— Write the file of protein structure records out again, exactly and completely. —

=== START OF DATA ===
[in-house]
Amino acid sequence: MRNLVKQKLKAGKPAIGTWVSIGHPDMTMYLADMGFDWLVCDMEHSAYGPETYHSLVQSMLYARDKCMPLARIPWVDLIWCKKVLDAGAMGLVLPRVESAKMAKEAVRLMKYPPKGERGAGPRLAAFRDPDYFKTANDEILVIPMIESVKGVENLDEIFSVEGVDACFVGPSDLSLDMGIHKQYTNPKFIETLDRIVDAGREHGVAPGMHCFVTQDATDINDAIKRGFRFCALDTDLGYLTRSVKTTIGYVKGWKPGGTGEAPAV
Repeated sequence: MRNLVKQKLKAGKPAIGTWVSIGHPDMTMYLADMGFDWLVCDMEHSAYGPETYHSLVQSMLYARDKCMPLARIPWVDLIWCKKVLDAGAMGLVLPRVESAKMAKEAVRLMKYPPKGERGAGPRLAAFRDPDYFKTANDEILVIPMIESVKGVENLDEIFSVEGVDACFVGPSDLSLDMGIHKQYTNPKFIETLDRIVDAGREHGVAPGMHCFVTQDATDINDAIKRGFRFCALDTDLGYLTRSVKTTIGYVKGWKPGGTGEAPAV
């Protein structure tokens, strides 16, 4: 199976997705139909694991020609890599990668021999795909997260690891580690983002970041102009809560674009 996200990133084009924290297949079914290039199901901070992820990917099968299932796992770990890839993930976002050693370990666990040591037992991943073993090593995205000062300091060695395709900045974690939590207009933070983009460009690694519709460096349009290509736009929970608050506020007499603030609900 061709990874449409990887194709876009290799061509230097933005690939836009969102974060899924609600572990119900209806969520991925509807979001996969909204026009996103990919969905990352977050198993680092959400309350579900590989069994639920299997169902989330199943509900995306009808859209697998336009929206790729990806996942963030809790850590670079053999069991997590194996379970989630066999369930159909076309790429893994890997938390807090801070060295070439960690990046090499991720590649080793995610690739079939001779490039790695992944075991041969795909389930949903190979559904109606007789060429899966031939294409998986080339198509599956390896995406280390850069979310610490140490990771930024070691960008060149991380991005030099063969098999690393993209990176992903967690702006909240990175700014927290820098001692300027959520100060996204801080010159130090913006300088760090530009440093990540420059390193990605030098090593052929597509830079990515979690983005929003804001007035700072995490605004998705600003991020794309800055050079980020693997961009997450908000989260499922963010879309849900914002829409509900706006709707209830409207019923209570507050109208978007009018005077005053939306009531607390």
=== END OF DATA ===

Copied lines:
[in-house]
Amino acid sequence: MRNLVKQKLKAGKPAIGTWVSIGHPDMTMYLADMGFDWLVCDMEHSAYGPETYHSLVQSMLYARDKCMPLARIPWVDLIWCKKVLDAGAMGLVLPRVESAKMAKEAVRLMKYPPKGERGAGPRLAAFRDPDYFKTANDEILVIPMIESVKGVENLDEIFSVEGVDACFVGPSDLSLDMGIHKQYTNPKFIETLDRIVDAGREHGVAPGMHCFVTQDATDINDAIKRGFRFCALDTDLGYLTRSVKTTIGYVKGWKPGGTGEAPAV
Repeated sequence: MRNLVKQKLKAGKPAIGTWVSIGHPDMTMYLADMGFDWLVCDMEHSAYGPETYHSLVQSMLYARDKCMPLARIPWVDLIWCKKVLDAGAMGLVLPRVESAKMAKEAVRLMKYPPKGERGAGPRLAAFRDPDYFKTANDEILVIPMIESVKGVENLDEIFSVEGVDACFVGPSDLSLDMGIHKQYTNPKFIETLDRIVDAGREHGVAPGMHCFVTQDATDINDAIKRGFRFCALDTDLGYLTRSVKTTIGYVKGWKPGGTGEAPAV
């Protein structure tokens, strides 16, 4: 199976997705139909694991020609890599990668021999795909997260690891580690983002970041102009809560674009 996200990133084009924290297949079914290039199901901070992820990917099968299932796992770990890839993930976002050693370990666990040591037992991943073993090593995205000062300091060695395709900045974690939590207009933070983009460009690694519709460096349009290509736009929970608050506020007499603030609900 061709990874449409990887194709876009290799061509230097933005690939836009969102974060899924609600572990119900209806969520991925509807979001996969909204026009996103990919969905990352977050198993680092959400309350579900590989069994639920299997169902989330199943509900995306009808859209697998336009929206790729990806996942963030809790850590670079053999069991997590194996379970989630066999369930159909076309790429893994890997938390807090801070060295070439960690990046090499991720590649080793995610690739079939001779490039790695992944075991041969795909389930949903190979559904109606007789060429899966031939294409998986080339198509599956390896995406280390850069979310610490140490990771930024070691960008060149991380991005030099063969098999690393993209990176992903967690702006909240990175700014927290820098001692300027959520100060996204801080010159130090913006300088760090530009440093990540420059390193990605030098090593052929597509830079990515979690983005929003804001007035700072995490605004998705600003991020794309800055050079980020693997961009997450908000989260499922963010879309849900914002829409509900706006709707209830409207019923209570507050109208978007009018005077005053939306009531607390």